Providing the squadron with ships, such as the Zumwalt, the destroyer Michael Monsoor and the Sea Hunter, will allow ideas to flourish rather than die on the vine.
“Someone has an idea for this new laser, it will take you two years to get the approval process,” Brown said. “Look at the laser we are trying to put on [the amphibious transport dock] Portland: We’ve been talking about that since I’ve been in this job. It’s still not on there.
“[With SURFDEVRON], I think we’re talking about weeks to months — it’s this idea of rapid acceleration of experimentation.”
The speed at which the Navy moved on efforts for unmanned surface vessels, as reflected in this year’s budget proposal, raised questions about whether the technology pursued by the Navy is mature enough to be reliable in a fight.
But with prototypes such as Sea Hunter already performing complicated tasks at sea, the state of technology is less a barrier that previous thought, said Bryan Clark, an analyst with the Center for Strategic and Budgetary Assessments and a retired submarine officer.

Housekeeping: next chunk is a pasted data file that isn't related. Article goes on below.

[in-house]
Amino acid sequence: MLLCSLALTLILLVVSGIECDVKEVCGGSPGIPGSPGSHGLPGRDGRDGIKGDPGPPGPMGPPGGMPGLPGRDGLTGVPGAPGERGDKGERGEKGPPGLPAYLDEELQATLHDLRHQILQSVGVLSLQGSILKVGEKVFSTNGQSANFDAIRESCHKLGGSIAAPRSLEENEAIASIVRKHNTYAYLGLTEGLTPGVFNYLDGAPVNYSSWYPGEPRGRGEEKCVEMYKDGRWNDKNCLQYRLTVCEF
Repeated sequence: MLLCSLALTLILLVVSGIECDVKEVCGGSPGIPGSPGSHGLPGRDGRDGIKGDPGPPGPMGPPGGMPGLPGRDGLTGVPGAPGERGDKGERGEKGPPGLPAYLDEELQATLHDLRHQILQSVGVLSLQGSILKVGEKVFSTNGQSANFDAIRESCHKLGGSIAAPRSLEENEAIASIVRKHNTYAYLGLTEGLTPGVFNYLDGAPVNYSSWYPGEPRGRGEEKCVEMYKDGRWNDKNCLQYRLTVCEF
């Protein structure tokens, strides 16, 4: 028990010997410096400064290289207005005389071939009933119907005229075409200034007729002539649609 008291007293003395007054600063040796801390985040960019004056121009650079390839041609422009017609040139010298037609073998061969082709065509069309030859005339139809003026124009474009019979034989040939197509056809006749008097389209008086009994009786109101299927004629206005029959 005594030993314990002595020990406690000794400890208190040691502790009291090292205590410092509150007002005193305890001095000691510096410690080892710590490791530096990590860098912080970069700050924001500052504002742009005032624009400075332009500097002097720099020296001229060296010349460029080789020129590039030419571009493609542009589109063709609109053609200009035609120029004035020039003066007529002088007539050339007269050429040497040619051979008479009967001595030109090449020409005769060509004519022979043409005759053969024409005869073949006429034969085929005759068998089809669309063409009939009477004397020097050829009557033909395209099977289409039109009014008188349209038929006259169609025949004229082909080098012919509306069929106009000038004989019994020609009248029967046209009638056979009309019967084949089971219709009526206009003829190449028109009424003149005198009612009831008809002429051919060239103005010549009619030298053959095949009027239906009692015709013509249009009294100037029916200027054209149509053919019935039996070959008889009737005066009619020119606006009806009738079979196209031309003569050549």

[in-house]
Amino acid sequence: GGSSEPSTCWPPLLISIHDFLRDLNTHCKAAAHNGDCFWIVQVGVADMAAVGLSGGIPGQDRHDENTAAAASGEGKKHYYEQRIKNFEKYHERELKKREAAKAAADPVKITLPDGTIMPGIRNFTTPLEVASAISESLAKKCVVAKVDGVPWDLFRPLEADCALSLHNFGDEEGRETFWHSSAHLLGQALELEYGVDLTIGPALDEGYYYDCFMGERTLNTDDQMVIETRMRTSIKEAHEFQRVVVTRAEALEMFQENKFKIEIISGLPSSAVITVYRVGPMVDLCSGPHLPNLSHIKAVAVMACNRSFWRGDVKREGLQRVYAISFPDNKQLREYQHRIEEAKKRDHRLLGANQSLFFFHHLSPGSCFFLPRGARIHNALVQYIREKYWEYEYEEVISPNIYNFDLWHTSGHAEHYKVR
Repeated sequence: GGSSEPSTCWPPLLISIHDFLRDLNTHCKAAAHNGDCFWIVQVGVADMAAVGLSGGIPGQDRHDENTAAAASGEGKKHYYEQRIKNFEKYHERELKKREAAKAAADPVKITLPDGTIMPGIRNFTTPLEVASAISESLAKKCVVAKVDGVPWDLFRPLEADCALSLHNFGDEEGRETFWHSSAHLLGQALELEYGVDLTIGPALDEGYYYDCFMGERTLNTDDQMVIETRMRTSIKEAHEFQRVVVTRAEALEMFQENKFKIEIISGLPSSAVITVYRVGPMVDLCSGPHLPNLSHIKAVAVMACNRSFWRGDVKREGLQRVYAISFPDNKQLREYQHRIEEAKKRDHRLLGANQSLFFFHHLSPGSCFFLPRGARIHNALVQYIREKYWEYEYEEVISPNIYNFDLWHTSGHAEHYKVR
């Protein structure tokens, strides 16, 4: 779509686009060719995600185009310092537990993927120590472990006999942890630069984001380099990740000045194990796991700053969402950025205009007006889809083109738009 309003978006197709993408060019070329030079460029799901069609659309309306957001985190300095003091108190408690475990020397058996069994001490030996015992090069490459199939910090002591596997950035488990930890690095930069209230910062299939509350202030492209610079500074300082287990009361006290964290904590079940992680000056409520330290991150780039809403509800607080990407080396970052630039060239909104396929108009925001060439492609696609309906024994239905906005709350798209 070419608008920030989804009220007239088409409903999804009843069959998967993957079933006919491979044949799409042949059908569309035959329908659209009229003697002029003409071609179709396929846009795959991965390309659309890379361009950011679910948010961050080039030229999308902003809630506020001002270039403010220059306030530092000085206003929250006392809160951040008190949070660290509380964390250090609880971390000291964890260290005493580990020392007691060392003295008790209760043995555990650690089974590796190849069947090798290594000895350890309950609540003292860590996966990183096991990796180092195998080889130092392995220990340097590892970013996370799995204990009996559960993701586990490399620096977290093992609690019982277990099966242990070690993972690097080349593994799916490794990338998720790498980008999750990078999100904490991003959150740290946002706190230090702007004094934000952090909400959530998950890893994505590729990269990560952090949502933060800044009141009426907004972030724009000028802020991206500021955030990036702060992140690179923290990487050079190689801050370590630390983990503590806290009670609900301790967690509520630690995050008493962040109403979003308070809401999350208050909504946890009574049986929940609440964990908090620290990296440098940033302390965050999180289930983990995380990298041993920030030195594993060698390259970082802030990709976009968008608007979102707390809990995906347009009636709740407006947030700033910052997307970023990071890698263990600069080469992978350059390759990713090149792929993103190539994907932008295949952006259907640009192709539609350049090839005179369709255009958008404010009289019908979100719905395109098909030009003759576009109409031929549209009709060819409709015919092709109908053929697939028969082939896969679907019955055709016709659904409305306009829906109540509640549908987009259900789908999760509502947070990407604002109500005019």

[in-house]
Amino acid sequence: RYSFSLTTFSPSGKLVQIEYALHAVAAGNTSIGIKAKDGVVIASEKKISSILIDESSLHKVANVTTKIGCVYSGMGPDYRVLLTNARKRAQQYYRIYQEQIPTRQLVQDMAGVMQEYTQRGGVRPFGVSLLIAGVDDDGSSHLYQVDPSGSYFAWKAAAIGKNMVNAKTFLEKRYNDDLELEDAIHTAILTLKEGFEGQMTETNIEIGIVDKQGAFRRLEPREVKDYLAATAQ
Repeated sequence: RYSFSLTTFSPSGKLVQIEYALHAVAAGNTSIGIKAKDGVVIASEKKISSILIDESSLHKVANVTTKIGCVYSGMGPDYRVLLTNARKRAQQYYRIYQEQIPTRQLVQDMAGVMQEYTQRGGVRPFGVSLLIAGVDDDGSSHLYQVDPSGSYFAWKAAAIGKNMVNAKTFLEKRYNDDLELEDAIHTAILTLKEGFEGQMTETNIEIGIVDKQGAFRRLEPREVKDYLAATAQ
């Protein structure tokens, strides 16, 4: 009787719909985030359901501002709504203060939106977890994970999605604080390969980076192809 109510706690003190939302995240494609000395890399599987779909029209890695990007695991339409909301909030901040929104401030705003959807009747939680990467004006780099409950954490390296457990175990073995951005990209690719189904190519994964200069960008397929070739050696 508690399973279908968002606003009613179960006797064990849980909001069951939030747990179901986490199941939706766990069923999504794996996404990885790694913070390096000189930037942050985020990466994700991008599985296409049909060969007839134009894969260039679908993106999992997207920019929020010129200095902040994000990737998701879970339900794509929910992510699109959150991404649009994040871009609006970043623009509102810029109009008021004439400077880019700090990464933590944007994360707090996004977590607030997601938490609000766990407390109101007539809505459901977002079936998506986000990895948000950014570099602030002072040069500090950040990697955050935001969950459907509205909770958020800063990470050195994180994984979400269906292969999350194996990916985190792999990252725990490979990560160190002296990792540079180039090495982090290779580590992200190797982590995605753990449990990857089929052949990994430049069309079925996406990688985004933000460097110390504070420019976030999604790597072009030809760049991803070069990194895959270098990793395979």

The Navy’s goals for the first large USVs are limited, Clark said, and developing the platforms makes sense.
“The state of technology, especially for unmanned surface vessels, I don’t think that’s the issue,” he said. “The technology is mature enough to support what the Navy wants to do with these vehicles, especially the initial set of missions because they are going to be done in concert with manned platforms. So you’ll have the ability to have people manage them as opposed to being independent steamers.”
The way the Navy pursues USVs makes sense as well, Clark said. The service wants to buy eight large USVs, each about 2,000 tons with the ability to autonomously navigate waters. The drones would be equipped with enough space, power and cooling to host a variety of different systems. The service also plans to develop a smaller, medium-sized USV.
“Is this 2,000-ton large surface vessel the right vessel?” Clark asked. “And I think given the fact that it’s more or less a hull or a truck — that’s how the Navy is looking at it — there’s less risk of buyer’s remorse to say: ‘Well, I wish I’d designed it very differently.’ Because if it’s a truck and it’s got at least the space and weight [and] cooling you need, you can pretty much cover any [concept of operations] you might envision for it.”